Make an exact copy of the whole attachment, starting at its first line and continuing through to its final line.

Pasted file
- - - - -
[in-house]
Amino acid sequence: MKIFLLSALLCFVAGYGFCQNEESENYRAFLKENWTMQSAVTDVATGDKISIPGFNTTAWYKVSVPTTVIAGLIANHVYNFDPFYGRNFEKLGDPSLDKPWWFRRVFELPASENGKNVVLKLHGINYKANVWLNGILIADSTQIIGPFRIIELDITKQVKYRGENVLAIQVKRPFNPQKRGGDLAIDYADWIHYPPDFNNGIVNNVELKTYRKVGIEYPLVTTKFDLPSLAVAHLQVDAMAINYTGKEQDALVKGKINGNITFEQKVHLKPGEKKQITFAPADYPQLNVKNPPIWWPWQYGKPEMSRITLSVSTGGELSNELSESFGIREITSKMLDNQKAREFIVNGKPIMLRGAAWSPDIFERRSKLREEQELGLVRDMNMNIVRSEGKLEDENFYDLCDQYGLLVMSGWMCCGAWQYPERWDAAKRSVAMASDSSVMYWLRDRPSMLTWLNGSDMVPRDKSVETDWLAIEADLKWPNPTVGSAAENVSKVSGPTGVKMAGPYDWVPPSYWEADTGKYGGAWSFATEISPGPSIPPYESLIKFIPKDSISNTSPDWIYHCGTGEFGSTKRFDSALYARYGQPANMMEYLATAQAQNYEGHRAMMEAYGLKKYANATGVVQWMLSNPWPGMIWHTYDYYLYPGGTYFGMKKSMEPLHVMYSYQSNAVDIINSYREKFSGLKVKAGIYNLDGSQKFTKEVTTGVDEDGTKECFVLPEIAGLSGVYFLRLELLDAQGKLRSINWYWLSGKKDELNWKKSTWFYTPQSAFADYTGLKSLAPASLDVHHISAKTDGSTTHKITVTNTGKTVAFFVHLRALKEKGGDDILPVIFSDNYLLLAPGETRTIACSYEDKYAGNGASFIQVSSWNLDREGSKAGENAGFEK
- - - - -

[in-house]
Amino acid sequence: MKIFLLSALLCFVAGYGFCQNEESENYRAFLKENWTMQSAVTDVATGDKISIPGFNTTAWYKVSVPTTVIAGLIANHVYNFDPFYGRNFEKLGDPSLDKPWWFRRVFELPASENGKNVVLKLHGINYKANVWLNGILIADSTQIIGPFRIIELDITKQVKYRGENVLAIQVKRPFNPQKRGGDLAIDYADWIHYPPDFNNGIVNNVELKTYRKVGIEYPLVTTKFDLPSLAVAHLQVDAMAINYTGKEQDALVKGKINGNITFEQKVHLKPGEKKQITFAPADYPQLNVKNPPIWWPWQYGKPEMSRITLSVSTGGELSNELSESFGIREITSKMLDNQKAREFIVNGKPIMLRGAAWSPDIFERRSKLREEQELGLVRDMNMNIVRSEGKLEDENFYDLCDQYGLLVMSGWMCCGAWQYPERWDAAKRSVAMASDSSVMYWLRDRPSMLTWLNGSDMVPRDKSVETDWLAIEADLKWPNPTVGSAAENVSKVSGPTGVKMAGPYDWVPPSYWEADTGKYGGAWSFATEISPGPSIPPYESLIKFIPKDSISNTSPDWIYHCGTGEFGSTKRFDSALYARYGQPANMMEYLATAQAQNYEGHRAMMEAYGLKKYANATGVVQWMLSNPWPGMIWHTYDYYLYPGGTYFGMKKSMEPLHVMYSYQSNAVDIINSYREKFSGLKVKAGIYNLDGSQKFTKEVTTGVDEDGTKECFVLPEIAGLSGVYFLRLELLDAQGKLRSINWYWLSGKKDELNWKKSTWFYTPQSAFADYTGLKSLAPASLDVHHISAKTDGSTTHKITVTNTGKTVAFFVHLRALKEKGGDDILPVIFSDNYLLLAPGETRTIACSYEDKYAGNGASFIQVSSWNLDREGSKAGENAGFEK